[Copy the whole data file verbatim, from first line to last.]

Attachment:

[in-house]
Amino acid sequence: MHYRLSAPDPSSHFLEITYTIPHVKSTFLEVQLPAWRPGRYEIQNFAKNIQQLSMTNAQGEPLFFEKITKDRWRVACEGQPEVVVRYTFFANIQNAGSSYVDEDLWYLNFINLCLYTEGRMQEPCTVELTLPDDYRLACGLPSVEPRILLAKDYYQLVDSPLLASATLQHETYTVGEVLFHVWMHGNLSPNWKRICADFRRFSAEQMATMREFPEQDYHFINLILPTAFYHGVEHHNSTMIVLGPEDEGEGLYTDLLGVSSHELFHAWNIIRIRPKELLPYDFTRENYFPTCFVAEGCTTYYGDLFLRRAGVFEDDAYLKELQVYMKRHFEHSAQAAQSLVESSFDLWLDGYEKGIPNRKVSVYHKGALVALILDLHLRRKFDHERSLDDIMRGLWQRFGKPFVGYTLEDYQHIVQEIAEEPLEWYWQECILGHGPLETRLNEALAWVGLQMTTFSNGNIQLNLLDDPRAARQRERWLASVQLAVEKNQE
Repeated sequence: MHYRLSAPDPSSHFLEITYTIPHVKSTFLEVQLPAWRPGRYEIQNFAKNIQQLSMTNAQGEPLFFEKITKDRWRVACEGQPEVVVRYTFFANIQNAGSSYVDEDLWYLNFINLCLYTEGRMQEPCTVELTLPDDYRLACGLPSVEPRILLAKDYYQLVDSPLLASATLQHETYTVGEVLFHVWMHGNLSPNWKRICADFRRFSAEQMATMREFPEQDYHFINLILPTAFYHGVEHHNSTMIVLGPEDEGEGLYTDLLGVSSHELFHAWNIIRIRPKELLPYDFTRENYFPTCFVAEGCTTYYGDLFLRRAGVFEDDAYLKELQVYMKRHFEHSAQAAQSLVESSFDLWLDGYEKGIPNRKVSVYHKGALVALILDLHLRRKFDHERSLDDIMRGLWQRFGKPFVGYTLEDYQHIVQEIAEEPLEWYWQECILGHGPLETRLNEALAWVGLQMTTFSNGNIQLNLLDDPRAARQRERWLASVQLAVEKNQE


[in-house]
Amino acid sequence: MHYRLSAPDPSSHFLEITYTIPHVKSTFLEVQLPAWRPGRYEIQNFAKNIQQLSMTNAQGEPLFFEKITKDRWRVACEGQPEVVVRYTFFANIQNAGSSYVDEDLWYLNFINLCLYTEGRMQEPCTVELTLPDDYRLACGLPSVEPRILLAKDYYQLVDSPLLASATLQHETYTVGEVLFHVWMHGNLSPNWKRICADFRRFSAEQMATMREFPEQDYHFINLILPTAFYHGVEHHNSTMIVLGPEDEGEGLYTDLLGVSSHELFHAWNIIRIRPKELLPYDFTRENYFPTCFVAEGCTTYYGDLFLRRAGVFEDDAYLKELQVYMKRHFEHSAQAAQSLVESSFDLWLDGYEKGIPNRKVSVYHKGALVALILDLHLRRKFDHERSLDDIMRGLWQRFGKPFVGYTLEDYQHIVQEIAEEPLEWYWQECILGHGPLETRLNEALAWVGLQMTTFSNGNIQLNLLDDPRAARQRERWLASVQLAVEKNQE
Repeated sequence: MHYRLSAPDPSSHFLEITYTIPHVKSTFLEVQLPAWRPGRYEIQNFAKNIQQLSMTNAQGEPLFFEKITKDRWRVACEGQPEVVVRYTFFANIQNAGSSYVDEDLWYLNFINLCLYTEGRMQEPCTVELTLPDDYRLACGLPSVEPRILLAKDYYQLVDSPLLASATLQHETYTVGEVLFHVWMHGNLSPNWKRICADFRRFSAEQMATMREFPEQDYHFINLILPTAFYHGVEHHNSTMIVLGPEDEGEGLYTDLLGVSSHELFHAWNIIRIRPKELLPYDFTRENYFPTCFVAEGCTTYYGDLFLRRAGVFEDDAYLKELQVYMKRHFEHSAQAAQSLVESSFDLWLDGYEKGIPNRKVSVYHKGALVALILDLHLRRKFDHERSLDDIMRGLWQRFGKPFVGYTLEDYQHIVQEIAEEPLEWYWQECILGHGPLETRLNEALAWVGLQMTTFSNGNIQLNLLDDPRAARQRERWLASVQLAVEKNQE